Joseph J. Sicignano
Biography: Joseph John Sicignano was born on July 25, 1922, in Brooklyn, New York. He was the son of Carmine Sicignano and Francesca Casano and attended PS 54 and then graduated from Alexander Hamilton High School in Brooklyn.
His registration card indicates he was working for the Moriarty-Johnson Company, which we believe to have been a leather manufacturing business as indicated on Joseph’s enlistment record.
Service Time: Joseph entered the service on November 7, 1942, at New York City. After his basic training, he was assigned to the 774th Tank Destroyer Battalion. The unit trained at multiple locations within the U.S. While stationed at Camp Gordon in Georgia, the unit was converted from self-propelled M10 tank destroyers to 3″ towed guns which required re-training with the new weapons.
They moved north and ended up at Camp Shanks, New York, followed by a move to Fort Dix, New Jersey and then Camp Kilmer, NJ, for final preparations for shipment overseas. They boarded the Nieuw Amsterdam and sailed from the New York port on June 3, 1944, arriving at Gourock, Scotland, on June 12, 1944.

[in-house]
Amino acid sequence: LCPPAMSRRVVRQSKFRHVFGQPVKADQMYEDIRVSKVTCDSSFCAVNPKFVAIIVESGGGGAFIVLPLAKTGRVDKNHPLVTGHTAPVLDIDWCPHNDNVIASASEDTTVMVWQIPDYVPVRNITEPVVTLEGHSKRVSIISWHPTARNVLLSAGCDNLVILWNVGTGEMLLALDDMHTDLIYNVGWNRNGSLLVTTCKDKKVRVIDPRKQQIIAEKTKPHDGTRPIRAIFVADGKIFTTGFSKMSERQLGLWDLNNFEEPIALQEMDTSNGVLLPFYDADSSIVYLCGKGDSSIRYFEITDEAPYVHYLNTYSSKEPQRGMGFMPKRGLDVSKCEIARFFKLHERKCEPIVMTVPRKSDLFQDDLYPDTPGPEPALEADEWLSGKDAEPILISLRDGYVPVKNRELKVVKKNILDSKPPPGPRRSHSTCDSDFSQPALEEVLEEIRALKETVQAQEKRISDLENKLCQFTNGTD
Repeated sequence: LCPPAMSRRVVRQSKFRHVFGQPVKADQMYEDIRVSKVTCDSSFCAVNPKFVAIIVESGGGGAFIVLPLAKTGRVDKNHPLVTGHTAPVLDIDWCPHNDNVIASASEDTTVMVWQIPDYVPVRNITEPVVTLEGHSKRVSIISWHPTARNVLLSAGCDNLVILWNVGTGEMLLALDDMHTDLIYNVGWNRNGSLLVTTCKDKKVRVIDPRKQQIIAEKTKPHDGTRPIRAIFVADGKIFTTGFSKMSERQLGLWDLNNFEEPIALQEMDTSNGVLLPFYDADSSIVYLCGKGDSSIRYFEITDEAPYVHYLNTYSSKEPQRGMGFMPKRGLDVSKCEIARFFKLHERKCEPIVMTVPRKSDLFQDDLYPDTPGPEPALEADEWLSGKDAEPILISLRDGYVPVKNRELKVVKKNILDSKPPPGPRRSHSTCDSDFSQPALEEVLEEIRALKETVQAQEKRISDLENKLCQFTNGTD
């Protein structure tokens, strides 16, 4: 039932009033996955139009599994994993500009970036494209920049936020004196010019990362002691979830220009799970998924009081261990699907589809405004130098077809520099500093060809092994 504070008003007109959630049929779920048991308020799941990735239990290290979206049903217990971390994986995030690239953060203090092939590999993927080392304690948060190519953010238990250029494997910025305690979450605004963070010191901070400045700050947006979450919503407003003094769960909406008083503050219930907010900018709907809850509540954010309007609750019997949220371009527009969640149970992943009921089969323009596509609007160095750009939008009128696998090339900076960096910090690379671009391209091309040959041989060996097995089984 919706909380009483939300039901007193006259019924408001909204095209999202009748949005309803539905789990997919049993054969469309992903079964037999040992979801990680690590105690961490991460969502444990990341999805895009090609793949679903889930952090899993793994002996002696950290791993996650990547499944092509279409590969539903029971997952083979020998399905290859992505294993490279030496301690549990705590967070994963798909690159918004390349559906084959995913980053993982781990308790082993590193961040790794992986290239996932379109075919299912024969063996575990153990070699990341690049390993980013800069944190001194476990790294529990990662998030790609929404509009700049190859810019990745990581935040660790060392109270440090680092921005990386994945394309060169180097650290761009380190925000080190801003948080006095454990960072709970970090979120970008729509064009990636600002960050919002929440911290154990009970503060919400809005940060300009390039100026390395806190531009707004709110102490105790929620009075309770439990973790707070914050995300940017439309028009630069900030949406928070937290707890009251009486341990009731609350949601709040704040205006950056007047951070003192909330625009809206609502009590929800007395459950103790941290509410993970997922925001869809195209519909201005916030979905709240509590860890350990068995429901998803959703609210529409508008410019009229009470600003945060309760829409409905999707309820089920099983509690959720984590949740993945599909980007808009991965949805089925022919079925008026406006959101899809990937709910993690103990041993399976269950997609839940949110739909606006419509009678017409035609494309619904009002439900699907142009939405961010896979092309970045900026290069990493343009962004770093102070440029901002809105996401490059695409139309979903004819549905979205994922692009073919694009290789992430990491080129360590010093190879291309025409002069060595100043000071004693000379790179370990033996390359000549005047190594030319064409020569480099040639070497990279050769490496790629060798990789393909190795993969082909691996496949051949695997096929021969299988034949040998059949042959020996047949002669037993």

The 774th debarked at Utah Beach on August 7th and joined fighting around Argentan, France. Moving eastward across France, to Lorraine, as part of a cavalry screen with the 7th Armored Division, they participated in fighting around Metz starting in September.
On October 12th, the unit was supporting operations against Fort Driant, which was part of the Battle of Metz, during the Lorraine Campaign. The Fort is located five miles east of Metz and just west of the Moselle River. Company A was providing harassing fire on targets identified by the 5th Infantry Division Artillery.
The company was hit by enemy artillery and suffered three casualties. The unit history identifies that Cpl. Joseph Sicignano crawled across the shell-torn terrain, from a position of relative safety, to first obtain a first aid kit and then crossed additional terrain to reach the men and administer aid. While he was administering aid, he was hit by a shell fragment and killed. In addition to Joseph, three other men, Pfc. Otto C. Moslacher, Pvt. Walter J Sibigtroth and T5 Stanley J. Wszolek were killed that same day.
Joseph was buried in a temporary grave and later reinterred in the Lorraine American Cemetery in Saint-Avold, France, Plot C, Row 14 and Grave 76. He was posthumously awarded the Silver Star and the Purple Heart.
I want to thank Joseph’s niece, Jo Ann, for providing the information and photo used in this tribute.